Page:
Sono-exfoliated graphene-like activated carbon from hazelnut shells for flexible supercapacitors

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Abstract

Currently, more than 80 % of commercial supercapacitors utilize chemically synthesized carbon nanomaterials which are expensive and necessitates non-renewable resources. Employing renewable, environment friendly and naturally available biomass feedstock as precursor for producing carbon materials is a low-cost and sustainable way for designing the electrodes of supercapacitors. In the present study, high surface area hierarchical porous multilayered graphene-like carbon is obtained via room temperature sono-exfoliation of the activated carbon synthesized via simple and environmentally friendly hydrothermal carbonization and potassium bicarbonate activation of waste hazelnut shells as the precursor. The high surface area graphene-like carbon showed excellent electrochemical performance with specific capacitance of 320.9 F g-1 at 0.2 A g-1 current density and exceptional capacitance retention of 77.8 % at 2 A g-1 current density after 10000 cycles in 1 M Na2SO4 electrolyte. Moreover, flexible supercapacitors fabricated using sono-exfoliated graphene-like activated carbon coated stainless steel mesh electrodes and biopolymer gel electrolyte exhibits an outstanding energy density of 38.7 W h kg-1 and power density of 198.4 W kg-1. These results show that mechanically exfoliated graphene-like activated carbon derived from hazelnut shells exhibit superior electrochemical performance that can compete with other activated carbon materials used in energy storage devices for real time applications.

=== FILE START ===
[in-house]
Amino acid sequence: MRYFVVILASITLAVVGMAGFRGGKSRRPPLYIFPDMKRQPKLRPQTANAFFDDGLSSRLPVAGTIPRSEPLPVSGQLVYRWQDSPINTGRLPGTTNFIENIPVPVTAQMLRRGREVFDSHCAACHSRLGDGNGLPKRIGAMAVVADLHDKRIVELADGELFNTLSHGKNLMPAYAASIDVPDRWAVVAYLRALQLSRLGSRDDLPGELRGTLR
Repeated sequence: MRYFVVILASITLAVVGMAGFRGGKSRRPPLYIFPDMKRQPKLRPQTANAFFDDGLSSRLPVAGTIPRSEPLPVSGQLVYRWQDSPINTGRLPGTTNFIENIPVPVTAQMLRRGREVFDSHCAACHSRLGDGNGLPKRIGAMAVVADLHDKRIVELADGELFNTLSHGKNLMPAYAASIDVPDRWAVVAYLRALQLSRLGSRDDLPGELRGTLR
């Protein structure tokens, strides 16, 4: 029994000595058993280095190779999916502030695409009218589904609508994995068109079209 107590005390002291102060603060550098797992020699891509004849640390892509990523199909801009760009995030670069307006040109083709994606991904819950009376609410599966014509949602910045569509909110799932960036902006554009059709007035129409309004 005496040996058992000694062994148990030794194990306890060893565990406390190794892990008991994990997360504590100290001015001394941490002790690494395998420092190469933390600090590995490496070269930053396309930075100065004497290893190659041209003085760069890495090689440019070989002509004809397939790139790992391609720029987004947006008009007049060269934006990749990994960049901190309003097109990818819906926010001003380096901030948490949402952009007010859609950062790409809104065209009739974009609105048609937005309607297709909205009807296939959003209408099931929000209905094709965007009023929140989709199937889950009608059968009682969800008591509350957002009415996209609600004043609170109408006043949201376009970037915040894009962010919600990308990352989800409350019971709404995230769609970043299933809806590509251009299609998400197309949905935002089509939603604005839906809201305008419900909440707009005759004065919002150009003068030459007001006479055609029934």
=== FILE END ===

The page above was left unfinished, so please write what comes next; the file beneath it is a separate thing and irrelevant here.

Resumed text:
Original languageEnglish
Number of pages26
JournalInternational Journal of Energy Research
Early online date5 Jul 2022
DOIs
Publication statusE-pub ahead of print - 5 Jul 2022

Keywords

  • sono-exfoliation
  • graphene
  • activated carbon
  • bio-polymer electrolyte
  • flexible supercapacitor
  • hazelnut shell
  • biomass

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